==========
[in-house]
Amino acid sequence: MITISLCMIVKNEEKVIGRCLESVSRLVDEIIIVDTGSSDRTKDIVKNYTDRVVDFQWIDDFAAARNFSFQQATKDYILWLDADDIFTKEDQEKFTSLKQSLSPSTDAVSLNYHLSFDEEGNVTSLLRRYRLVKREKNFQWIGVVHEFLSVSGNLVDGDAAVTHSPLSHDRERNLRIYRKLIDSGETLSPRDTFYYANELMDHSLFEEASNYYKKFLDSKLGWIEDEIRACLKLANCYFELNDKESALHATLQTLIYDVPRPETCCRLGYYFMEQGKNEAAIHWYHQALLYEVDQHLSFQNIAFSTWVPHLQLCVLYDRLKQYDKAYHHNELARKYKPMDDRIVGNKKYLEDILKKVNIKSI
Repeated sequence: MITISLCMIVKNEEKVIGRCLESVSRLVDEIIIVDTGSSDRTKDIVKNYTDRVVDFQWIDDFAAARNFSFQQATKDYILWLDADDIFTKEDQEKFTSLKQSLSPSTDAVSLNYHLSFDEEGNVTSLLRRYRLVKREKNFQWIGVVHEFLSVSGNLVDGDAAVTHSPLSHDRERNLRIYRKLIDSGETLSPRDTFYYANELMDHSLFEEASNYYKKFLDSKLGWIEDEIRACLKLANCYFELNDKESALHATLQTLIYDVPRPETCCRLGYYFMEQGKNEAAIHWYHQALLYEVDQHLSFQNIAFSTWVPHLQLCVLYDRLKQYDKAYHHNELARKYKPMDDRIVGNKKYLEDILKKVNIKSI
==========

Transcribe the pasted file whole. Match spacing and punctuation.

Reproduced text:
[in-house]
Amino acid sequence: MITISLCMIVKNEEKVIGRCLESVSRLVDEIIIVDTGSSDRTKDIVKNYTDRVVDFQWIDDFAAARNFSFQQATKDYILWLDADDIFTKEDQEKFTSLKQSLSPSTDAVSLNYHLSFDEEGNVTSLLRRYRLVKREKNFQWIGVVHEFLSVSGNLVDGDAAVTHSPLSHDRERNLRIYRKLIDSGETLSPRDTFYYANELMDHSLFEEASNYYKKFLDSKLGWIEDEIRACLKLANCYFELNDKESALHATLQTLIYDVPRPETCCRLGYYFMEQGKNEAAIHWYHQALLYEVDQHLSFQNIAFSTWVPHLQLCVLYDRLKQYDKAYHHNELARKYKPMDDRIVGNKKYLEDILKKVNIKSI
Repeated sequence: MITISLCMIVKNEEKVIGRCLESVSRLVDEIIIVDTGSSDRTKDIVKNYTDRVVDFQWIDDFAAARNFSFQQATKDYILWLDADDIFTKEDQEKFTSLKQSLSPSTDAVSLNYHLSFDEEGNVTSLLRRYRLVKREKNFQWIGVVHEFLSVSGNLVDGDAAVTHSPLSHDRERNLRIYRKLIDSGETLSPRDTFYYANELMDHSLFEEASNYYKKFLDSKLGWIEDEIRACLKLANCYFELNDKESALHATLQTLIYDVPRPETCCRLGYYFMEQGKNEAAIHWYHQALLYEVDQHLSFQNIAFSTWVPHLQLCVLYDRLKQYDKAYHHNELARKYKPMDDRIVGNKKYLEDILKKVNIKSI